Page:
Much more preferable are thus targets defined in terms of actual deficits, ratios of debt not only to GDP but also to assets, and more gradual convergence criteria.

The main concern remains however, namely that the procedures in case of a breach of the rules remain very long and complicated, and that the penalty system is unclear and insufficient to prevent future misbehaviour, in particular in the case of a large country.

The second goal of the new Treaty is “to strengthen the coordination of economic policies“, article 9 states that “… the Contracting Parties undertake to work jointly towards a common economic policy fostering the smooth functioning of the Economic and Monetary Union and economic growth through enhanced convergence and competitiveness”.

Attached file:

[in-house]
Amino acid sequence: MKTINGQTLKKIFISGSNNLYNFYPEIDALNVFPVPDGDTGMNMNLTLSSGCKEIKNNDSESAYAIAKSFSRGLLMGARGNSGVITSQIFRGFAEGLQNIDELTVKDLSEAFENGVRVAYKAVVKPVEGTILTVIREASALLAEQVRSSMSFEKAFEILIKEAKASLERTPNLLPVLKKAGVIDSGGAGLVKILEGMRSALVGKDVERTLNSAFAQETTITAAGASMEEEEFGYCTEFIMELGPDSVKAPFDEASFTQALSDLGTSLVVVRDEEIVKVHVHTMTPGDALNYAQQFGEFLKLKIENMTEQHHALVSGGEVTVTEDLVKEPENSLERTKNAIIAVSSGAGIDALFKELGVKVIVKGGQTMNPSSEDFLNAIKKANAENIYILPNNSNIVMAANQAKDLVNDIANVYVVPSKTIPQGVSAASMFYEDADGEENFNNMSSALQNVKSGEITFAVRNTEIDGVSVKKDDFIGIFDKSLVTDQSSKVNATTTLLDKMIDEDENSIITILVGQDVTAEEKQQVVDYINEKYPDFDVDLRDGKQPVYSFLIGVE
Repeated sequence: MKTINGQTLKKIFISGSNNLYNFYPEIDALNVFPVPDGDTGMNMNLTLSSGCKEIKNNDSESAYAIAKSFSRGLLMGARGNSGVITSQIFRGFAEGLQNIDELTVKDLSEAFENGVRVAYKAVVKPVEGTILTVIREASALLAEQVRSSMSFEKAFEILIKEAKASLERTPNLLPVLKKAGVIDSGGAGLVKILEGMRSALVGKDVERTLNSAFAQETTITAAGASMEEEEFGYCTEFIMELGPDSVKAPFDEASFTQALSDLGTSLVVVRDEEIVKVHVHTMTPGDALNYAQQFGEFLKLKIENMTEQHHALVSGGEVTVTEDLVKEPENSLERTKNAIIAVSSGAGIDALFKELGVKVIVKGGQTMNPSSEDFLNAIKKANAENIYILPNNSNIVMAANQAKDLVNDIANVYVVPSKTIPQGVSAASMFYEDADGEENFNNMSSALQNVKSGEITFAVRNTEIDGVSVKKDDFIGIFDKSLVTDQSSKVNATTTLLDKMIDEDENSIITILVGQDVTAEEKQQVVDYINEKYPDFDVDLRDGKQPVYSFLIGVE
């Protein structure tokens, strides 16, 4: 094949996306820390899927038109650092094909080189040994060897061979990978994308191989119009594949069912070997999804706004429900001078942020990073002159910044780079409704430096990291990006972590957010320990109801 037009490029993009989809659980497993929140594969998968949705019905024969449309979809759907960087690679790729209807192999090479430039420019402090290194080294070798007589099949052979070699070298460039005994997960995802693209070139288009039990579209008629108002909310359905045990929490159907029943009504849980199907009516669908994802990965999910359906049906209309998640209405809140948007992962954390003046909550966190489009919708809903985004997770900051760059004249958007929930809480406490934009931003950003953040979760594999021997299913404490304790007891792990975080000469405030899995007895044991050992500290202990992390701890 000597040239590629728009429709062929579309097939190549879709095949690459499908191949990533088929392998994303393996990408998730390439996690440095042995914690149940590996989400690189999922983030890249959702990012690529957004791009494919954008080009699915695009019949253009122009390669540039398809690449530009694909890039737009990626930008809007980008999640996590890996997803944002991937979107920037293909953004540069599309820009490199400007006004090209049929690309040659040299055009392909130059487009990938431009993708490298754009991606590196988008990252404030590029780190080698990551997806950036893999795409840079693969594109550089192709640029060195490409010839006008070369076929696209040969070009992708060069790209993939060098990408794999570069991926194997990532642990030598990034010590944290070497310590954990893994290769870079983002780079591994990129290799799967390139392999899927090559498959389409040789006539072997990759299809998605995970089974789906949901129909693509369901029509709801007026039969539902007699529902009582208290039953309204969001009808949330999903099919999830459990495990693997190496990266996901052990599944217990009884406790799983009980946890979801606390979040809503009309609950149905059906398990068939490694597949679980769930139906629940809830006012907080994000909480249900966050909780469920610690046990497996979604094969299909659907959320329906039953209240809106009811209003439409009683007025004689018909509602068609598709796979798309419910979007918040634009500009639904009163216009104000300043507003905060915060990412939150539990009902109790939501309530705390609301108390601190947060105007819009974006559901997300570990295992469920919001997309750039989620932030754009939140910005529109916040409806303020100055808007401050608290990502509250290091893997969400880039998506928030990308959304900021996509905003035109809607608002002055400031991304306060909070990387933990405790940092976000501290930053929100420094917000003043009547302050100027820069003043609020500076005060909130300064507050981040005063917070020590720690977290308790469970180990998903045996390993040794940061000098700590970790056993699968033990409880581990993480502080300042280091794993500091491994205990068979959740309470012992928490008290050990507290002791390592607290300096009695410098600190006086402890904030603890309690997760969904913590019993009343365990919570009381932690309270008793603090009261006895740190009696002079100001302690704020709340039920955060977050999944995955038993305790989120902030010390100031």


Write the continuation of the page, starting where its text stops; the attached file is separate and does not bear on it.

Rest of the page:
To this aim, article 11 clarifies that “With a view to benchmarking best practices and working towards a common economic policy, the Contracting Parties ensure that all major economic policy reforms that they plan to undertake will be discussed ex-ante and, where appropriate, coordinated among themselves.”

Here there is quite a bold statement: to work jointly towards a common economic policy.

Taken literally, this has major implications.

But how can we expect that member states are ready to do this after they so utterly failed in the past?

And does this imply that national parliaments should partly give up their authority?

And what happens in case of disagreement on how to foster growth or convergence?

And what is the actual role of other European institutions such as the European Parliament?